Presented By
O’Reilly + Cloudera
Make Data Work
29 April–2 May 2019
London, UK
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Intelligent design patterns for cloud-based analytics and BI (sponsored by Arcadia Data)

Shant Hovsepian (Arcadia Data)
14:0514:45 Wednesday, 1 May 2019
Location: Capital Suite 2/3
Average rating: ****.
(4.00, 4 ratings)

What you'll learn

  • Explore considerations for service-oriented cloud design
  • Understand why BI should be a native service in this environment


With data management increasingly moving to object storage and cloud data warehouses, organizations naturally expect their BI applications to also benefit from the scale of data and real-time analytics. However, traditional BI architecture in this cloud-native environment faces some not-so-obvious challenges: while object storage scales to store large amounts of data, analytics can only be done on subsets. And while data can be ingested in real time, you have to wait for data warehouse batch ETL cycles before doing analytics.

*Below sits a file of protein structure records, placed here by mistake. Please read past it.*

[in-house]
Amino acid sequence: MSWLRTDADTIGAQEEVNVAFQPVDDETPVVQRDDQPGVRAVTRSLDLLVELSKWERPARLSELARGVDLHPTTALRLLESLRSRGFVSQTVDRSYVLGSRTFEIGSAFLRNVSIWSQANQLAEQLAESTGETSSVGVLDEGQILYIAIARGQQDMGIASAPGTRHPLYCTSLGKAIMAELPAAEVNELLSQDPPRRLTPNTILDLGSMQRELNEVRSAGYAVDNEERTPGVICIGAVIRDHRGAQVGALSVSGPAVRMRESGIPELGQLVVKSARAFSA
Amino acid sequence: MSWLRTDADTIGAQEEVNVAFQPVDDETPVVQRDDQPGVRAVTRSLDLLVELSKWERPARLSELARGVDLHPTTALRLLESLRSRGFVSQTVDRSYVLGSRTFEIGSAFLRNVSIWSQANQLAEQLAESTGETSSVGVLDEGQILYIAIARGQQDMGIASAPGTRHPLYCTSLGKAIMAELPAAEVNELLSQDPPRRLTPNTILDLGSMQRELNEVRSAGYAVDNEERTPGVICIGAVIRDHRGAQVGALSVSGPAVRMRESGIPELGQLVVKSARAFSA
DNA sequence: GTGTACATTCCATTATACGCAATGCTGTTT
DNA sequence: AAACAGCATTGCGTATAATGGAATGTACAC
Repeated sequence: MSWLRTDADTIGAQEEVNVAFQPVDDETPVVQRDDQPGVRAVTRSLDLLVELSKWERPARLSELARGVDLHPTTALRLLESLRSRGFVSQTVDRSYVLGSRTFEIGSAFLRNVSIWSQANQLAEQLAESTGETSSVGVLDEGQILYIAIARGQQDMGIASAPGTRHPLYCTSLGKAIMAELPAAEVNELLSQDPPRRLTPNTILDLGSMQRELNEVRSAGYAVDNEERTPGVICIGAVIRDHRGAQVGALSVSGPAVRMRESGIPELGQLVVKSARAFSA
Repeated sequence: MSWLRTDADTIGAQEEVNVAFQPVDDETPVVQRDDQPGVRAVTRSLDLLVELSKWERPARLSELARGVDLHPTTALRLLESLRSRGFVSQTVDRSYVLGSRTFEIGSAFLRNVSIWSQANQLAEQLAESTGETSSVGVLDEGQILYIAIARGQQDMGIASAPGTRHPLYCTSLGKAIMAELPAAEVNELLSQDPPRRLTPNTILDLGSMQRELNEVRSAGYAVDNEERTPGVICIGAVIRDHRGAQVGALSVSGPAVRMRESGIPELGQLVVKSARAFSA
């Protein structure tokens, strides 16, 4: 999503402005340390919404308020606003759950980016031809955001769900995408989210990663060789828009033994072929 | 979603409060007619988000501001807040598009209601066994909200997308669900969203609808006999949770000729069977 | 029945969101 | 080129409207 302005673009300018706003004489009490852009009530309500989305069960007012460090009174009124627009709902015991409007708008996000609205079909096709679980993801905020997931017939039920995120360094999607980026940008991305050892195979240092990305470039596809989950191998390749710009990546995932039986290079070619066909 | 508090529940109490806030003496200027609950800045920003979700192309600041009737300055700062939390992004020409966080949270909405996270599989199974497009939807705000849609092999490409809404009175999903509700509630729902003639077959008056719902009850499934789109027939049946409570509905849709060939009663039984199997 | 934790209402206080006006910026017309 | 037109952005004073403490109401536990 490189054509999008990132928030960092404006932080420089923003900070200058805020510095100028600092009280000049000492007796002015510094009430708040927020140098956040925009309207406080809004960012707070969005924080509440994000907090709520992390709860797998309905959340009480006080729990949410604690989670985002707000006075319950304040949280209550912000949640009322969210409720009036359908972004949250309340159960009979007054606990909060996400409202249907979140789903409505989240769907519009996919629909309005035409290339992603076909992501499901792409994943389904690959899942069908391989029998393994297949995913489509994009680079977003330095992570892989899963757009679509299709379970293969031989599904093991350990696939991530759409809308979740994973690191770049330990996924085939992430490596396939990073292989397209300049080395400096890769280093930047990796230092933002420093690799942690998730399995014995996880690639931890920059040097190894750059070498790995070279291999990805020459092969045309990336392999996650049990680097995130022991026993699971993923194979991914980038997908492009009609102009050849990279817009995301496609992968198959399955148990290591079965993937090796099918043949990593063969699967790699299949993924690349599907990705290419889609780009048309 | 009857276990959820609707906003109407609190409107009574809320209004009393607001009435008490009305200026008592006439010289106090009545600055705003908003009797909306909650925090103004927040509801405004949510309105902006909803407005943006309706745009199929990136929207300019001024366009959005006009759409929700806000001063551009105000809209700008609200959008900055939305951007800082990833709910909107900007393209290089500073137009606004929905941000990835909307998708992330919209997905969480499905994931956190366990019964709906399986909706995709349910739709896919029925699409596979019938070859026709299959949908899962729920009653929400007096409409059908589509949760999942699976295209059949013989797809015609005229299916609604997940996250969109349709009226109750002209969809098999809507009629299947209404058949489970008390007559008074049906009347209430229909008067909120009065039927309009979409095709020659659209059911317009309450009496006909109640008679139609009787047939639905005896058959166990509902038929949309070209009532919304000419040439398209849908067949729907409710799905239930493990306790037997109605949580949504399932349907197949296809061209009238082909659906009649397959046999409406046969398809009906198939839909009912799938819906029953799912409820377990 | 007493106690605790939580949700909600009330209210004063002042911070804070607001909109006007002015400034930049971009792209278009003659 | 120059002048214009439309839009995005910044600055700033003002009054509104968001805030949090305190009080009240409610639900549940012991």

It’s time to invest in an agile cloud-native architecture for BI that doesn’t rely on outdated analytic patterns of traditional BI.

Shant Hovsepian explains how the application of traditional BI to cloud-native data management and warehousing can result in a “frankenstack”—the exact issue that many users have tried to simplify in the first place by choosing cloud. Shant then offers an overview of considerations for service-oriented design of the clouds (storage, compute, catalog, security, SQL service, etc.) and discusses why BI should be a native service in this environment.

This session is sponsored by Arcadia Data.

Photo of Shant Hovsepian

Shant Hovsepian

Arcadia Data

Shant Hovsepian is a cofounder and CTO of Arcadia Data, where he’s responsible for the company’s long-term innovation and technical direction. Previously, Shant was an early member of the engineering team at Teradata, which he joined through the acquisition of Aster Data, and he interned at Google, where he worked on optimizing the AdWords database. His experience includes everything from Linux kernel programming and database optimization to visualization. He started his first lemonade stand at the age of four and ran a small IT consulting business in high school. Shant studied computer science at UCLA, where he had publications in top-tier computer systems conferences.